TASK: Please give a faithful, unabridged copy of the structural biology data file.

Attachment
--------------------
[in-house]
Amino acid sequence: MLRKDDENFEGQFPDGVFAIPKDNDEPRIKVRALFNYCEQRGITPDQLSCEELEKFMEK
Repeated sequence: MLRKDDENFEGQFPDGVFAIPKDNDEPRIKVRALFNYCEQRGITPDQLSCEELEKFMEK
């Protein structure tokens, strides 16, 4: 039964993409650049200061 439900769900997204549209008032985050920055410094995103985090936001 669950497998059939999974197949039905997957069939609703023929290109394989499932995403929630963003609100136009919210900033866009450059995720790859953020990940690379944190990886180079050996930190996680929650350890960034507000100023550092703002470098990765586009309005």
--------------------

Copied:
[in-house]
Amino acid sequence: MLRKDDENFEGQFPDGVFAIPKDNDEPRIKVRALFNYCEQRGITPDQLSCEELEKFMEK
Repeated sequence: MLRKDDENFEGQFPDGVFAIPKDNDEPRIKVRALFNYCEQRGITPDQLSCEELEKFMEK
């Protein structure tokens, strides 16, 4: 039964993409650049200061 439900769900997204549209008032985050920055410094995103985090936001 669950497998059939999974197949039905997957069939609703023929290109394989499932995403929630963003609100136009919210900033866009450059995720790859953020990940690379944190990886180079050996930190996680929650350890960034507000100023550092703002470098990765586009309005």